• Post category:Television
  • Post last modified:March 27, 2021

ER: Even Better Than Health Insurance

One of the top medical dramas ever made, I started watching ER when I was a teenager and remained loyal to the show for 15 years until its demise, even when it lost its appeal to younger audiences and had turned into good, but not quite electrifying, entertainment for older viewers (ironically, this happened even though a younger cast replaced the original actors). I wasn’t the only one who stayed true to it; thanks to ER, George Clooney broke out of obscurity and became a movie star but wouldn’t make the mistake of leaving the show too early. He hung around for five seasons and then came back twice for special appearances. Clooney knew he owed his career to Michael Crichton’s creation.

Crichton came up with the story of young doctors working in a busy hospital emergency room some time in the 1970s, based on his own experiences as a resident. It took him twenty years and a little film called Jurassic Park (1993) to find the right moment and person to make something out of the idea; Steven Spielberg was interested in producing a drama series. The collaboration also brought writer John Wells to the show, who would go on to become its most valuable contributor over the years.

Realistic, bloody and edgy
The pilot set the style for what was to come; the original script was written for a movie and the episode was shot like one. Realistic, bloody and edgy with copious amounts of medical lingo; actual doctors in the audience were meant to think “this really is what an ER looks like”. Over the years, the show balanced gripping, human dramas in the hospital (involving both patients and staff) with the occasional spectacular accident taking place in Chicago, crises that took a toll on the doctors. The original cast consisted of Clooney as the pediatrician Doug Ross; wide-eyed intern John Carter (Noah Wyle); and ER residents Mark Greene (Anthony Edwards), Peter Benton (Eriq LaSalle) and Susan Lewis (Sherry Stringfield).

Those characters became the most memorable of the show. Clooney was loved by women who saw a caring, sexy but undisciplined doctor they longed to mold. Edwards was more of a regular guy. A figure of authority in the ER, he suffered through several ordeals; a series of episodes brilliantly portrayed Greene’s woes after being severely beaten, and his eventual demise to cancer was a heartbreaking highlight of the show.

From jumpy novice to seasoned doctor
ER was something I followed from my teens to my thirties; no wonder I found Carter easily relatable. Wyle played a character who went from being a jumpy novice to a seasoned ER doctor; to replacing Greene as a leader; to leaving the country on a humanitarian mission to Africa. Carter’s growth as a human being was inspirational and a highly emotional ingredient. He came from old money, but the challenges were plenty, not least when he was stabbed in the ER, nearly died, subsequently became addicted to painkillers… and years later still suffered the consequences in the shape of a busted kidney.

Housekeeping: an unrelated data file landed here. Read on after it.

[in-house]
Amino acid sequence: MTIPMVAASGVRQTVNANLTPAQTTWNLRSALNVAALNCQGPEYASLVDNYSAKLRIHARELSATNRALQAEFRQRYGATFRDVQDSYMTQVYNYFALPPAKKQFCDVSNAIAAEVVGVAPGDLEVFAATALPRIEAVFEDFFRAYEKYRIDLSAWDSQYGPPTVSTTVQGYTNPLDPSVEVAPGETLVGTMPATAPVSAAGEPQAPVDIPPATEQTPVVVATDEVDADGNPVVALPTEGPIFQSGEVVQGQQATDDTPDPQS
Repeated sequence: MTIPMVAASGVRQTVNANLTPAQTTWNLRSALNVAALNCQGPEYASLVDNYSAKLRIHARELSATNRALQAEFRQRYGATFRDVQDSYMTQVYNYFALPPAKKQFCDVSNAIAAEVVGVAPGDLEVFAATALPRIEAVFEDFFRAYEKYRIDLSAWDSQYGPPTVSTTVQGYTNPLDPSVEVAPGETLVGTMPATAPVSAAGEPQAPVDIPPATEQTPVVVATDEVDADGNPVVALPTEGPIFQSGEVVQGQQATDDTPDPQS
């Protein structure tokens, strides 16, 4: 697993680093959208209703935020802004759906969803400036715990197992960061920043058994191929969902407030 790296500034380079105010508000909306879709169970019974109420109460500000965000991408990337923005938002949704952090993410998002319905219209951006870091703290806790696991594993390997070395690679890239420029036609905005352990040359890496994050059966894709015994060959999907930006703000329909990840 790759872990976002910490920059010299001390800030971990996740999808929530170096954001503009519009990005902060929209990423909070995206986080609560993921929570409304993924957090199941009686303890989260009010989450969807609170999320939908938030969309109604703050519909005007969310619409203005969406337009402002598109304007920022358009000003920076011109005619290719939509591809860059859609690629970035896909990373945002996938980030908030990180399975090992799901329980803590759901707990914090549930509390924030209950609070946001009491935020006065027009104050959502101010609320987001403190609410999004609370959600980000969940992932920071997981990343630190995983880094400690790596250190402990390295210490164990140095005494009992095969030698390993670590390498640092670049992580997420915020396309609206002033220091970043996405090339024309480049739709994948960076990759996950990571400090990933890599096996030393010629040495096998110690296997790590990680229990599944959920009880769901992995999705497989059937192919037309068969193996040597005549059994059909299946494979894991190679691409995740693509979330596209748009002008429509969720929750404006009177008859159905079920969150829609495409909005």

One of the most amusing characters on ER was Dr. Romano, played by Paul McCrane; a constant Scrooge on the show, the writers kept punishing him by first letting a helicopter slash one of the surgeon’s most priced assets, his left arm… and years later killed him off with the use of another chopper in what stands as the show’s most bizarre scene.

As cast members inevitably dropped off one by one, the series lost much of its grip. ER never really jumped the shark; it remained credible, offered touching stories in the emergency room, dealt with controversial subjects, had terrific guest actors as well as a sense of humor. But it stopped being must-see TV some time in the early 2000s.

ER 1994-2009:U.S. Made for TV. 331 episodes. Color. Created by Michael Crichton. Theme: James Newton Howard. Cast: Noah Wyle (John Carter 94-05), Goran Visnjic (Luka Kovac, 99-08), Anthony Edwards (Mark Greene, 94-02), Maura Tierney (00-08), Eriq LaSalle (94-01), George Clooney (94-99), Laura Innes (95-07), Sherry Stringfield (94-96, 01-05), Alex Kingston (97-04), Mekhi Phifer (02-09), Julianna Margulies (94-00), Parminder Nagra (03-09), Linda Cardellini (03-09), Scott Grimes (03-09), Ming-Na (95, 00-04), Gloria Reuben (95-99), Shane West (04-07), John Stamos (06-09), Paul McCrane (97-03), Michael Michele (99-01), Erik Palladino (99-01), Sharif Atkins (02-04), Kellie Martin (98-00), David Lyons (08-09).

Emmys: Outstanding Drama Series 95-96; Directing 94-95, 08-09; Writing 94-95; Supporting Actress (Margulies) 94-95; Guest Actress (Sally Field) 00-01; Guest Actor (Ray Liotta) 04-05. Golden Globe: Best Actor (Edwards) 98.

Last word: “‘ER’ was just a series of true episodes that actually happened to me, or that I witnessed in the ER when I was working there. Nothing more than that… just reporting. […] I think its success is due to the fact that it brought back a recognizable reality – a real workplace, real people, real issues – to dramatic television, which had increasingly over the years become Charley’s Angelized. I mean, ‘Dallas’ is fine, but that’s not all there is. So I think ‘ER’ was seen as fresh and closer to what people know to be true.” (Crichton, Doorly.com)



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